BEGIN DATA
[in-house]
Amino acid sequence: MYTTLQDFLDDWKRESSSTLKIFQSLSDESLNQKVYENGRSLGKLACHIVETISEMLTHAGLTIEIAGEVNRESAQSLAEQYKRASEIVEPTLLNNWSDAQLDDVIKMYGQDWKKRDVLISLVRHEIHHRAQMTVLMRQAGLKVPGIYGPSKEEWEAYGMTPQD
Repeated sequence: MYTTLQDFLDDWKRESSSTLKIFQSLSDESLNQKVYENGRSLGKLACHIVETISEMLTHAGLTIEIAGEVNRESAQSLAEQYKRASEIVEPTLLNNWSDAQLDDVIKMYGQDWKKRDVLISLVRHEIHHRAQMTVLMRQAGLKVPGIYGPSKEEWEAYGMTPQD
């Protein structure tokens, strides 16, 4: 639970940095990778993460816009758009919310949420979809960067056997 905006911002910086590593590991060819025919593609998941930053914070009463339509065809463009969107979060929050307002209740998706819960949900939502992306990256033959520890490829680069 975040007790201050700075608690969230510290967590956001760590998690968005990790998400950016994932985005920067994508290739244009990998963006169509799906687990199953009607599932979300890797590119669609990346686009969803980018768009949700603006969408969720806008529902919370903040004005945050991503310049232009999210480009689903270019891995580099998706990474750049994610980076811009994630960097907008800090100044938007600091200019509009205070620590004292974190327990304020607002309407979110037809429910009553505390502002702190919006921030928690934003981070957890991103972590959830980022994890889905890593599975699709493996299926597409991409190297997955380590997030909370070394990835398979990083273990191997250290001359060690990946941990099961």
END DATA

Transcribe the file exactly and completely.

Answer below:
[in-house]
Amino acid sequence: MYTTLQDFLDDWKRESSSTLKIFQSLSDESLNQKVYENGRSLGKLACHIVETISEMLTHAGLTIEIAGEVNRESAQSLAEQYKRASEIVEPTLLNNWSDAQLDDVIKMYGQDWKKRDVLISLVRHEIHHRAQMTVLMRQAGLKVPGIYGPSKEEWEAYGMTPQD
Repeated sequence: MYTTLQDFLDDWKRESSSTLKIFQSLSDESLNQKVYENGRSLGKLACHIVETISEMLTHAGLTIEIAGEVNRESAQSLAEQYKRASEIVEPTLLNNWSDAQLDDVIKMYGQDWKKRDVLISLVRHEIHHRAQMTVLMRQAGLKVPGIYGPSKEEWEAYGMTPQD
């Protein structure tokens, strides 16, 4: 639970940095990778993460816009758009919310949420979809960067056997 905006911002910086590593590991060819025919593609998941930053914070009463339509065809463009969107979060929050307002209740998706819960949900939502992306990256033959520890490829680069 975040007790201050700075608690969230510290967590956001760590998690968005990790998400950016994932985005920067994508290739244009990998963006169509799906687990199953009607599932979300890797590119669609990346686009969803980018768009949700603006969408969720806008529902919370903040004005945050991503310049232009999210480009689903270019891995580099998706990474750049994610980076811009994630960097907008800090100044938007600091200019509009205070620590004292974190327990304020607002309407979110037809429910009553505390502002702190919006921030928690934003981070957890991103972590959830980022994890889905890593599975699709493996299926597409991409190297997955380590997030909370070394990835398979990083273990191997250290001359060690990946941990099961």